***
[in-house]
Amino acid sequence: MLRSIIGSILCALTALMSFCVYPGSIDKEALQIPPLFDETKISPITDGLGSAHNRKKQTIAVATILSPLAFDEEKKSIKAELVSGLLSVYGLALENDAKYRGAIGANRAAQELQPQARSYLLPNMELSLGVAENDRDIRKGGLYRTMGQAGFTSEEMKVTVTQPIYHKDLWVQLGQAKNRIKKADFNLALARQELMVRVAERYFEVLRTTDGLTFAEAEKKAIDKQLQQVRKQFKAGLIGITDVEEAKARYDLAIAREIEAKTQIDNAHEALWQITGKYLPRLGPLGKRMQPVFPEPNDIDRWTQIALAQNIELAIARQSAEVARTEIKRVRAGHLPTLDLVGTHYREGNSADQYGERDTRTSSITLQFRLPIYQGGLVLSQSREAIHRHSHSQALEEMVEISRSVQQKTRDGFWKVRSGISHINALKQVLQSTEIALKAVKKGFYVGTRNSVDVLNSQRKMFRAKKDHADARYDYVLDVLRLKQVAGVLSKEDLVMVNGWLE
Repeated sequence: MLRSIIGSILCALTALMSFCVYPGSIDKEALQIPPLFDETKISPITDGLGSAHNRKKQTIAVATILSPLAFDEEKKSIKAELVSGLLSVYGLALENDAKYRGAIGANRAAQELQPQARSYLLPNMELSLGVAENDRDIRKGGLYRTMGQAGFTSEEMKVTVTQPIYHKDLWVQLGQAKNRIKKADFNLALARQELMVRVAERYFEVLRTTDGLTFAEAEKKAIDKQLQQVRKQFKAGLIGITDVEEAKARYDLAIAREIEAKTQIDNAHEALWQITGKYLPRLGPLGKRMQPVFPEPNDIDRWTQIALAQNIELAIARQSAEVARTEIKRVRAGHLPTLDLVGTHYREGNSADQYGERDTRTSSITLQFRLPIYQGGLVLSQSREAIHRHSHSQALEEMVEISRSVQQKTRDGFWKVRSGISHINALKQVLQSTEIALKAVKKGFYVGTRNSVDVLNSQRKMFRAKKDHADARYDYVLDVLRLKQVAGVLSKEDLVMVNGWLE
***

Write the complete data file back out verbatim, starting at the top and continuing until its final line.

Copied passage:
[in-house]
Amino acid sequence: MLRSIIGSILCALTALMSFCVYPGSIDKEALQIPPLFDETKISPITDGLGSAHNRKKQTIAVATILSPLAFDEEKKSIKAELVSGLLSVYGLALENDAKYRGAIGANRAAQELQPQARSYLLPNMELSLGVAENDRDIRKGGLYRTMGQAGFTSEEMKVTVTQPIYHKDLWVQLGQAKNRIKKADFNLALARQELMVRVAERYFEVLRTTDGLTFAEAEKKAIDKQLQQVRKQFKAGLIGITDVEEAKARYDLAIAREIEAKTQIDNAHEALWQITGKYLPRLGPLGKRMQPVFPEPNDIDRWTQIALAQNIELAIARQSAEVARTEIKRVRAGHLPTLDLVGTHYREGNSADQYGERDTRTSSITLQFRLPIYQGGLVLSQSREAIHRHSHSQALEEMVEISRSVQQKTRDGFWKVRSGISHINALKQVLQSTEIALKAVKKGFYVGTRNSVDVLNSQRKMFRAKKDHADARYDYVLDVLRLKQVAGVLSKEDLVMVNGWLE
Repeated sequence: MLRSIIGSILCALTALMSFCVYPGSIDKEALQIPPLFDETKISPITDGLGSAHNRKKQTIAVATILSPLAFDEEKKSIKAELVSGLLSVYGLALENDAKYRGAIGANRAAQELQPQARSYLLPNMELSLGVAENDRDIRKGGLYRTMGQAGFTSEEMKVTVTQPIYHKDLWVQLGQAKNRIKKADFNLALARQELMVRVAERYFEVLRTTDGLTFAEAEKKAIDKQLQQVRKQFKAGLIGITDVEEAKARYDLAIAREIEAKTQIDNAHEALWQITGKYLPRLGPLGKRMQPVFPEPNDIDRWTQIALAQNIELAIARQSAEVARTEIKRVRAGHLPTLDLVGTHYREGNSADQYGERDTRTSSITLQFRLPIYQGGLVLSQSREAIHRHSHSQALEEMVEISRSVQQKTRDGFWKVRSGISHINALKQVLQSTEIALKAVKKGFYVGTRNSVDVLNSQRKMFRAKKDHADARYDYVLDVLRLKQVAGVLSKEDLVMVNGWLE